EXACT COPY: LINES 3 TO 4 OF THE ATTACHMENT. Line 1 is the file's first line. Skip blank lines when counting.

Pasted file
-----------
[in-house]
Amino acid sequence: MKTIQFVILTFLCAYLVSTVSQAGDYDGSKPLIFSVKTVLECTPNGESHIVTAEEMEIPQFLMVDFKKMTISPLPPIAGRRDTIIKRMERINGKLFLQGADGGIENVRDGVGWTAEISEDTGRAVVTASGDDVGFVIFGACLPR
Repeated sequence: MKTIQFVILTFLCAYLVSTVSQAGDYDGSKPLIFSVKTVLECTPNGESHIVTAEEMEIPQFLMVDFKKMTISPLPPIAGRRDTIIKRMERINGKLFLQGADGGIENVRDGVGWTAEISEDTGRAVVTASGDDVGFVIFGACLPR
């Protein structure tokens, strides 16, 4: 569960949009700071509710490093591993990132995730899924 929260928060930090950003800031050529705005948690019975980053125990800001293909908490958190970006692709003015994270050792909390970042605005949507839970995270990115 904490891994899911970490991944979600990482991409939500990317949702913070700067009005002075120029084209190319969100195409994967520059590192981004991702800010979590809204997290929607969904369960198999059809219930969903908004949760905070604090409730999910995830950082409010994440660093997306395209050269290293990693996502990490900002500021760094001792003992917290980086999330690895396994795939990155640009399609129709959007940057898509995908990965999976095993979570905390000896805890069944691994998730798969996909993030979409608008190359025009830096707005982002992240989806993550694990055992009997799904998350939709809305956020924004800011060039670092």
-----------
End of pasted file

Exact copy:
Repeated sequence: MKTIQFVILTFLCAYLVSTVSQAGDYDGSKPLIFSVKTVLECTPNGESHIVTAEEMEIPQFLMVDFKKMTISPLPPIAGRRDTIIKRMERINGKLFLQGADGGIENVRDGVGWTAEISEDTGRAVVTASGDDVGFVIFGACLPR
């Protein structure tokens, strides 16, 4: 569960949009700071509710490093591993990132995730899924 929260928060930090950003800031050529705005948690019975980053125990800001293909908490958190970006692709003015994270050792909390970042605005949507839970995270990115 904490891994899911970490991944979600990482991409939500990317949702913070700067009005002075120029084209190319969100195409994967520059590192981004991702800010979590809204997290929607969904369960198999059809219930969903908004949760905070604090409730999910995830950082409010994440660093997306395209050269290293990693996502990490900002500021760094001792003992917290980086999330690895396994795939990155640009399609129709959007940057898509995908990965999976095993979570905390000896805890069944691994998730798969996909993030979409608008190359025009830096707005982002992240989806993550694990055992009997799904998350939709809305956020924004800011060039670092």